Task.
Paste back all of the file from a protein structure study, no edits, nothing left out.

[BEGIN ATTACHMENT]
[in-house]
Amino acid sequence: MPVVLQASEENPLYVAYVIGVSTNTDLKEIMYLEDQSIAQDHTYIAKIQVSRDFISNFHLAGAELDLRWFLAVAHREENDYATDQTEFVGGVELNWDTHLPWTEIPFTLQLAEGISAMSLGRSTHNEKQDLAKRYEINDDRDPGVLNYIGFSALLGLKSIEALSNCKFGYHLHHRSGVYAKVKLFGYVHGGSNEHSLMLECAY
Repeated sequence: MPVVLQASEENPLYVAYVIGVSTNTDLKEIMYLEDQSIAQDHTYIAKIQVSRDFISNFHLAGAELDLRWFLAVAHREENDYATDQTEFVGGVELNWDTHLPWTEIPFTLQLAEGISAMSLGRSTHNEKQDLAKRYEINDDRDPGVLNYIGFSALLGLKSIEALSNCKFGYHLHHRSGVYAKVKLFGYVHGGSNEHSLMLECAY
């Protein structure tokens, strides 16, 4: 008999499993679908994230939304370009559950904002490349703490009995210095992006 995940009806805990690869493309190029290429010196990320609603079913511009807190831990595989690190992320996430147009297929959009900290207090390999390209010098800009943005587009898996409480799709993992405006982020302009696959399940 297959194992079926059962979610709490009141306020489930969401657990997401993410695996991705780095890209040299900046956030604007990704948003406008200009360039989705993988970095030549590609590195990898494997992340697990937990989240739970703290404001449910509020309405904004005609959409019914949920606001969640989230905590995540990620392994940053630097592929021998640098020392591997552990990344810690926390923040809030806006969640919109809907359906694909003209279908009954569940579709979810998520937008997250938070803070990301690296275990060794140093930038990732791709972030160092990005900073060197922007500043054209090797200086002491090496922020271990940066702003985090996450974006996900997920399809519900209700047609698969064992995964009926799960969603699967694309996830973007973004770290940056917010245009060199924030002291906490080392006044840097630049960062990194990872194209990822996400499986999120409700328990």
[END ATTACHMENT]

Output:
[in-house]
Amino acid sequence: MPVVLQASEENPLYVAYVIGVSTNTDLKEIMYLEDQSIAQDHTYIAKIQVSRDFISNFHLAGAELDLRWFLAVAHREENDYATDQTEFVGGVELNWDTHLPWTEIPFTLQLAEGISAMSLGRSTHNEKQDLAKRYEINDDRDPGVLNYIGFSALLGLKSIEALSNCKFGYHLHHRSGVYAKVKLFGYVHGGSNEHSLMLECAY
Repeated sequence: MPVVLQASEENPLYVAYVIGVSTNTDLKEIMYLEDQSIAQDHTYIAKIQVSRDFISNFHLAGAELDLRWFLAVAHREENDYATDQTEFVGGVELNWDTHLPWTEIPFTLQLAEGISAMSLGRSTHNEKQDLAKRYEINDDRDPGVLNYIGFSALLGLKSIEALSNCKFGYHLHHRSGVYAKVKLFGYVHGGSNEHSLMLECAY
């Protein structure tokens, strides 16, 4: 008999499993679908994230939304370009559950904002490349703490009995210095992006 995940009806805990690869493309190029290429010196990320609603079913511009807190831990595989690190992320996430147009297929959009900290207090390999390209010098800009943005587009898996409480799709993992405006982020302009696959399940 297959194992079926059962979610709490009141306020489930969401657990997401993410695996991705780095890209040299900046956030604007990704948003406008200009360039989705993988970095030549590609590195990898494997992340697990937990989240739970703290404001449910509020309405904004005609959409019914949920606001969640989230905590995540990620392994940053630097592929021998640098020392591997552990990344810690926390923040809030806006969640919109809907359906694909003209279908009954569940579709979810998520937008997250938070803070990301690296275990060794140093930038990732791709972030160092990005900073060197922007500043054209090797200086002491090496922020271990940066702003985090996450974006996900997920399809519900209700047609698969064992995964009926799960969603699967694309996830973007973004770290940056917010245009060199924030002291906490080392006044840097630049960062990194990872194209990822996400499986999120409700328990």